Friday, May 30, 2014

You Never Know

For more than 200 years, until 1865 slavery was legal and practiced throughout much of the United States. Today's Fable was taken from a real life story:

From his birth on a tobacco plantation James and his mother only had each other, for his father had been sold to another plantation, and James would never meet him.

And being owned as a slave meant either James or his mother could also be sold at any time.

But James' owner Julius Atkins and his wife Agnes liked him so well, that even though it was against the law to educate a slave they educated James with Mrs. Adkins, a former school teacher, serving as his primary teacher.

James not only learned to read and write but to do math as well. And as he had access to the Adkins' library, he became very well read, a real scholar.

He began to have big dreams for what he could do with his life, a life that did not belong to him.

This was why it was illegal to educate slaves, for education could only frustrate them with dreams that could never be fulfilled and it could lead to revolution or to slaves fleeing from their owners.

Yet despite being slaves James and his mother were living relatively well. That is until tragedy struck.

When James was 16, Mr. Adkins died suddenly and the executor of the estate sold James to another plantation. Mrs. Adkins could do nothing to stop the sale for women had no property rights.

And James' mother joined Mrs. Adkins as their hearts burst in sorrow and tears for he would soon be gone, seemingly never to be a part of their lives again.

James brought a premium price on the slave market for everyone knew he was well educated and could actually help to run a plantation as well as labor on it.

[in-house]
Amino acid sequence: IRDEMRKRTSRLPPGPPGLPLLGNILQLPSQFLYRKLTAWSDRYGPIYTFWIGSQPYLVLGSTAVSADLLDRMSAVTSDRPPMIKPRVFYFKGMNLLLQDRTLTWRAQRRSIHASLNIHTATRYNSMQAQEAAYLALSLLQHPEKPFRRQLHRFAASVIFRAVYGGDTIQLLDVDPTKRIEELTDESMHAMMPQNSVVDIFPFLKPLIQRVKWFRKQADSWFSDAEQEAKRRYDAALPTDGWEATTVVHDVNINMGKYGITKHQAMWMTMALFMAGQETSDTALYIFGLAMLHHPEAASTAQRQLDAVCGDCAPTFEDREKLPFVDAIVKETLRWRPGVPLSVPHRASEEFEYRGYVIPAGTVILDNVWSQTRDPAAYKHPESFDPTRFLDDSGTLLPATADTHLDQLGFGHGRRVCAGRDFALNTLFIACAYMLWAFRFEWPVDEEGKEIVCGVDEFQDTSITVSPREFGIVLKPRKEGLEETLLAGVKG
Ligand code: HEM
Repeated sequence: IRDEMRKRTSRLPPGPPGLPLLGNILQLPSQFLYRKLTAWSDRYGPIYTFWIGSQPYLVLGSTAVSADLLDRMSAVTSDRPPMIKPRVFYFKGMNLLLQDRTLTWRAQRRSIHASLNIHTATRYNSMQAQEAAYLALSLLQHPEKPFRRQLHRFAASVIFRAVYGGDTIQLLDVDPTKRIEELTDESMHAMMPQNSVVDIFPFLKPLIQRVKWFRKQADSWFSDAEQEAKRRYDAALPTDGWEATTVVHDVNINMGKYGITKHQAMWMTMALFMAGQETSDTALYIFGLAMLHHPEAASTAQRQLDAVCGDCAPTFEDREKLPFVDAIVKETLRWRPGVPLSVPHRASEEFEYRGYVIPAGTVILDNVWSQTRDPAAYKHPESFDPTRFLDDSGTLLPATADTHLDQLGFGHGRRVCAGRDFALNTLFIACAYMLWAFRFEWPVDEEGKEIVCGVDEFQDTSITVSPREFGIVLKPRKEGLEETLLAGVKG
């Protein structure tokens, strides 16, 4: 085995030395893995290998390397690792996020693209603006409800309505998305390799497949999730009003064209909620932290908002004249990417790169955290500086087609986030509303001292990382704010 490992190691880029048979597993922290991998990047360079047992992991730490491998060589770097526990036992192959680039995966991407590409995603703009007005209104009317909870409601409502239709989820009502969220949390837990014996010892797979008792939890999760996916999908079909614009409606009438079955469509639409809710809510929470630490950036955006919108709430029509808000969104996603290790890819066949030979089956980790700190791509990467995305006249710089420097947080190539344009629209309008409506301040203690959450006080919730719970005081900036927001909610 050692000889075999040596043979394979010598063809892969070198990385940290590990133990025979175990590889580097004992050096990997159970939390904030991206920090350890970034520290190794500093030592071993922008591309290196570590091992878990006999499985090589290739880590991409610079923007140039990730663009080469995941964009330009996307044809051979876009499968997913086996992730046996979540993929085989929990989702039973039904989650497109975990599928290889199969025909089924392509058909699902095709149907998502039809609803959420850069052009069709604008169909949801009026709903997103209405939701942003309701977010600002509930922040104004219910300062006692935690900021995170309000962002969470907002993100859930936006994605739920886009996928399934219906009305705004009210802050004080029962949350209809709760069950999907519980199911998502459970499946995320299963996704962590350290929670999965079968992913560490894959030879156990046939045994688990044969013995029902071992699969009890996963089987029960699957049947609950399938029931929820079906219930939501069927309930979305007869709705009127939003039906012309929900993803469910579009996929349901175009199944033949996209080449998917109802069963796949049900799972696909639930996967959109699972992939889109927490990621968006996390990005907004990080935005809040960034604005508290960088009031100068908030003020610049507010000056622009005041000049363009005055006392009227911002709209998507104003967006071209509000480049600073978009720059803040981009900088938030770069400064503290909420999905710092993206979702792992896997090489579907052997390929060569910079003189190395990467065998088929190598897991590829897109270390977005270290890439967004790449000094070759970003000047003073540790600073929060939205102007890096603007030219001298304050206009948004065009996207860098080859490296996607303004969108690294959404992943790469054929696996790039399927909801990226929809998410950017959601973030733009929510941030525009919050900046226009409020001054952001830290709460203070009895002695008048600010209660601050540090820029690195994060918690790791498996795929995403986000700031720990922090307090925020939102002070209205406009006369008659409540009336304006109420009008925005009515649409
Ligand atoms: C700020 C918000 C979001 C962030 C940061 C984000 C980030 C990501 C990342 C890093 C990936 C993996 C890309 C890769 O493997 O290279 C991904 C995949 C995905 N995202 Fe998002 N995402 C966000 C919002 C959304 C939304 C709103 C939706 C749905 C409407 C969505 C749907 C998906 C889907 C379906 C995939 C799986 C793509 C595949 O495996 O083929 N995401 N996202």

And that was what his new owner did. This owner served in the Confederate Army and left James in charge of a portion of his cotton plantation.

But when the U.S. Civil War ended, James like all slaves, was freed. Penniless and hungry and in his tattered clothing he walked hundreds of miles to New Orleans. There a firm hired him as a wharf laborer, but soon they learned how bright and educated he was.

James began learning the import-export business and as he did, his employer sent him to Mexico to run that segment of their business. James ran that business extremely well, while meanwhile saving every cent he could.

Eventually he established his own import-export business, moved to Guatemala and did business with his former employer and with many other firms.

As time passed James became one of the wealthiest men in the world, with vast holdings including many thousands of acres of fruits and vegetables, gold mines, banking, shipping and numerous other enterprises.

But for the Atkins family and most of the other Deep South plantation owners the Civil War was a disaster. Their plantations had been plundered for resources to fight that war, and the loss of their slave labor made it hard to recover after the war.

When James learned the Adkins family was broke, he hired an Adkins son to work for him at a high wage. And when he learned Mrs. Adkins was living in hardship and poverty, he visited her and then provided her with a substantial sum of money so that she could live in comfort for the rest of her life.

For James always remembered her many kindnesses and he knew the education she had provided him had been the foundation of the fortune he later built.

He knew that to many people, before he became so rich, he had been called a "nigger," but to Mrs. Adkins he and his mother had always been treated with love and respect.

Now this former slave would care for his former master so that she would want for nothing. And it reminds us all that in life, you never know what could happen.

In this case, a man who had been the poorest of the poor against all odds had risen to the top of global society. And now he could and did bestow marvelous favors upon those who had treated him well.


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